how did poe use romanticism? i need examples, : LUSENET : The Work of Edgar Allan Poe : One Thread


-- Anonymous, April 16, 2001



If you are expecting an easy answer to this question, you will be disappointed. Firstly, there are two distinct aspects to Romanticism: the philosophy underpinning it and its literary manifestations. Secondly, Poe would appear to have changed his mind about Romanticism between his earliest poetry and his later prose and non-fiction.

In order to write a convincing essay on this subject you will, therefore, need to summarise the key aspects of the Romantic project starting with its German origins in the Schlegel brothers which Poe received mediated through Coleridge. Important points will include its Idealism, and thus rejection of Materialism, its relationship with Nature and its problematising of the scientific method of inquiry.

The best way of demonstrating Poe's early relationship with Romanticism is to analyse 'Sonnet to Science' (1827) which could be usefully compared with Wordsworth's 'The Tables Turned' (1798). It is worth knowing that the sonnet had been out of fashion in England since the early 17th century and was revived by the English Romantics to serve their purposes.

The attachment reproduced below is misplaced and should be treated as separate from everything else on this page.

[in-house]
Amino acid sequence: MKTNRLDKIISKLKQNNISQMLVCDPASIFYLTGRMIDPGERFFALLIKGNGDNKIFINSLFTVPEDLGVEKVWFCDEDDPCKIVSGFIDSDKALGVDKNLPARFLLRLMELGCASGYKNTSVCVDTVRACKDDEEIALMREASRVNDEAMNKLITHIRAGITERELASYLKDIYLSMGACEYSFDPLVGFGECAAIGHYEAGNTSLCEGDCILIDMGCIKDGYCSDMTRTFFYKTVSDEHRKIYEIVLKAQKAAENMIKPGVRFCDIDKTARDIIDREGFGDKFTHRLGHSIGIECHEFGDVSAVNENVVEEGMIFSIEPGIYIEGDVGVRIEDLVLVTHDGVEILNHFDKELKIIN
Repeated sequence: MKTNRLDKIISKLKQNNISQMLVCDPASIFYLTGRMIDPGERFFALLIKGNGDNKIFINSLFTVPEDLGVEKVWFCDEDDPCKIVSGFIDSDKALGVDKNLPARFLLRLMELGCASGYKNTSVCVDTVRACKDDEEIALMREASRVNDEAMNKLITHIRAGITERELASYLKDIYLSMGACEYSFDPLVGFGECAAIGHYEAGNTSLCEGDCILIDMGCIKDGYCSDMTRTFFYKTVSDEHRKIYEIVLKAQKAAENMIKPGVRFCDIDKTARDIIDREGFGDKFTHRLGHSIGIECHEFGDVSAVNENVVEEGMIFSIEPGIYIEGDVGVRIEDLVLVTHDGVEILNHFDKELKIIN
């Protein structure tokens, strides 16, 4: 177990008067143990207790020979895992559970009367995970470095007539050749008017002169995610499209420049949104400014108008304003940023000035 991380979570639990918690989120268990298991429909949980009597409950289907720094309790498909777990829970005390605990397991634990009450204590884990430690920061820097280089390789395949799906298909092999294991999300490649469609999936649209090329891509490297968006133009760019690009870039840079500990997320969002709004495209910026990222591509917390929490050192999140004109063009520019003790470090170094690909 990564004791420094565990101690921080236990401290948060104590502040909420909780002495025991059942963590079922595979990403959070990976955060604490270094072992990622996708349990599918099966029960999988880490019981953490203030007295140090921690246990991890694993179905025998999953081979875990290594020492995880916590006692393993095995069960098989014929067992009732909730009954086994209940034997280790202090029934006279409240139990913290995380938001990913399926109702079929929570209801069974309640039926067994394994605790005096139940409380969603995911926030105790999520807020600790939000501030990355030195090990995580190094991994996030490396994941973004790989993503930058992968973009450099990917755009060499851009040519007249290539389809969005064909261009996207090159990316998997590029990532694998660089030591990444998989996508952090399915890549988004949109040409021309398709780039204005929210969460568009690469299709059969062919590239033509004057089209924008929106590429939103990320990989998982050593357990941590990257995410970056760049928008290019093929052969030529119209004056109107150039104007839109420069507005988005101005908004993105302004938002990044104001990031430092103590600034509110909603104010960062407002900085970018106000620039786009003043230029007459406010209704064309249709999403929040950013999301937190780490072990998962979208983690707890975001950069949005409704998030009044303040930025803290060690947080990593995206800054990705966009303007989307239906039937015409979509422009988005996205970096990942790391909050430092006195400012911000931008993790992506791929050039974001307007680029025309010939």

Another early piece which is illuminating is his 'Drake-Halleck Review' (1836) which is notable in this context for his praise of Shelley. If you have space, it is worth looking at Shelley's 'A Defence of Poetry' in order to look at how Poe probably envisioned the role of the poet in this phase of his life.

Another importance of the Romantics can be observed by looking at how Poe drew on key images from Coleridge (notably the 'Rime of the Ancient Mariner' (1798)) in order to construct such stories as 'MS Found in a Bottle'. By looking at Poe's literary influences and his adoption of Romantic philosophy about poetry, you would have a good grasp of the importance of this movement in the first phase of his writing career.

However, by the mid 1840s it is clear that Poe has abandoned the Romantic project. In particular, I recommend reading his 1845 review of Elizabeth Barrett to see how he attacks the Romantic poets for obscurity and being too philosophical. He now claims, against Shelley, that the poet should write for a general audience, even if certain critical standards are not to be abandoned. As an extended example of this new anti-Romantic vision see 'The Philosophy of Composition' for Poe's view of the relationship between poet and readership.

For how his new view of Romanticism works in practice, two pieces spring to mind: 'The Island of the Fay' and 'The Elk'. Although there is a great deal of debate about how anti-Romantic these stories are, it is clear that they problematise any simplistic understanding of Nature which 'Sonnet to Science' may have represented. In particular, 'The Elk' has a twist in the tale which completely undermines the reader's expectations of what they have been reading.

I realise that this may be more complicated than you were hoping for a last minute essay (I used to leave essays to the 11th hour too), but perhaps it might serve as a cautionary reminder about leaving enough time to do the research.

Good luck!

-- Anonymous, April 16, 2001

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